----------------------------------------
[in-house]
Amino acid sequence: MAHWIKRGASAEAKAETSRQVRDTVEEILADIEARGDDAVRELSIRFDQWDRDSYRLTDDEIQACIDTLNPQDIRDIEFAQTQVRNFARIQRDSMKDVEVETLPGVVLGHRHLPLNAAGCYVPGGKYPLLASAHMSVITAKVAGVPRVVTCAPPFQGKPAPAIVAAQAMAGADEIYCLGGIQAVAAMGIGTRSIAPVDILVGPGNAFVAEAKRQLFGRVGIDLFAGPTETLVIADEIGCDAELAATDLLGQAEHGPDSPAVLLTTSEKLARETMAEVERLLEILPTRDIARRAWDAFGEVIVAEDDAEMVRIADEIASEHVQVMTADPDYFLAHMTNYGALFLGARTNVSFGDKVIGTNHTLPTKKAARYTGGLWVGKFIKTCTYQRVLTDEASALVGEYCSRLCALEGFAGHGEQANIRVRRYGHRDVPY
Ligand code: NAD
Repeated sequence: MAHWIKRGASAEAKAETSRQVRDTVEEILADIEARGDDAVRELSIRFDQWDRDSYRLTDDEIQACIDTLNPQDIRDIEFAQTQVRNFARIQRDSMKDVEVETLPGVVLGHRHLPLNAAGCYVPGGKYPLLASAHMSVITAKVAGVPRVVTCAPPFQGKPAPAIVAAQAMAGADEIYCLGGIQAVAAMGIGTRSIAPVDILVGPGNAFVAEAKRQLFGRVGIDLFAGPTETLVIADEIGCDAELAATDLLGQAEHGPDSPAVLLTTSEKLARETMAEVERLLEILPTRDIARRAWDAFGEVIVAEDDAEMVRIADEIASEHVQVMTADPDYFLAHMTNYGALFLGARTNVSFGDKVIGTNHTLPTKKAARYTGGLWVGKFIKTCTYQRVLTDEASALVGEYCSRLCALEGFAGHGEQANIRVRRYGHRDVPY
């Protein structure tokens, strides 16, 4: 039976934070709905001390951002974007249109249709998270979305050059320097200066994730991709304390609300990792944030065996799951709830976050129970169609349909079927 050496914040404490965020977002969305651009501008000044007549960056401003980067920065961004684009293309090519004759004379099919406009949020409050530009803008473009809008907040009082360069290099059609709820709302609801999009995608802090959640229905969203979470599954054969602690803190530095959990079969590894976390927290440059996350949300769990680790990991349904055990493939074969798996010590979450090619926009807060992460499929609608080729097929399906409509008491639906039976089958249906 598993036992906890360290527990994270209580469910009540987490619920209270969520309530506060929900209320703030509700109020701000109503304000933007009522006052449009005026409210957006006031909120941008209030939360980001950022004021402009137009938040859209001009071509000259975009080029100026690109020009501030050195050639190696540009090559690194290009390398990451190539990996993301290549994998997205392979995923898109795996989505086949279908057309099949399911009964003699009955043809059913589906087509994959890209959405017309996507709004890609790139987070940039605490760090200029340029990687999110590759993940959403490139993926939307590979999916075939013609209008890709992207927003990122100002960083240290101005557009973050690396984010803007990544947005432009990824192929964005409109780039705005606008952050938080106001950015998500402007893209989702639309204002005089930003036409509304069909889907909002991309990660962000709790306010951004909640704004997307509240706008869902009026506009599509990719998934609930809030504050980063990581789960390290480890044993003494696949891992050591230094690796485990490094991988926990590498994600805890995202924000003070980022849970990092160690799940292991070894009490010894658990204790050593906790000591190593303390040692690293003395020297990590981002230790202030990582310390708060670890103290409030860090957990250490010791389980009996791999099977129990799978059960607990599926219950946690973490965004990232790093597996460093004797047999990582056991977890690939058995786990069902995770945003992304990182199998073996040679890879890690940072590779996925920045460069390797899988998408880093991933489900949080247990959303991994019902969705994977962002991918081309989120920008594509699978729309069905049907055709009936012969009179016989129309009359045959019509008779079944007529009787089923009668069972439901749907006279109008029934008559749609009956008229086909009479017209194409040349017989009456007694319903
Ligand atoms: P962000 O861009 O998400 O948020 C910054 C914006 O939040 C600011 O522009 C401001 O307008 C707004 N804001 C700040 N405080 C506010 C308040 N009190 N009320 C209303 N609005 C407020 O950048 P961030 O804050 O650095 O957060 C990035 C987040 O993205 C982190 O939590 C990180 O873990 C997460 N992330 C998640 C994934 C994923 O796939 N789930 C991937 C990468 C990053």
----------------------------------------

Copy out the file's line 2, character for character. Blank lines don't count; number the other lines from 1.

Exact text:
Amino acid sequence: MAHWIKRGASAEAKAETSRQVRDTVEEILADIEARGDDAVRELSIRFDQWDRDSYRLTDDEIQACIDTLNPQDIRDIEFAQTQVRNFARIQRDSMKDVEVETLPGVVLGHRHLPLNAAGCYVPGGKYPLLASAHMSVITAKVAGVPRVVTCAPPFQGKPAPAIVAAQAMAGADEIYCLGGIQAVAAMGIGTRSIAPVDILVGPGNAFVAEAKRQLFGRVGIDLFAGPTETLVIADEIGCDAELAATDLLGQAEHGPDSPAVLLTTSEKLARETMAEVERLLEILPTRDIARRAWDAFGEVIVAEDDAEMVRIADEIASEHVQVMTADPDYFLAHMTNYGALFLGARTNVSFGDKVIGTNHTLPTKKAARYTGGLWVGKFIKTCTYQRVLTDEASALVGEYCSRLCALEGFAGHGEQANIRVRRYGHRDVPY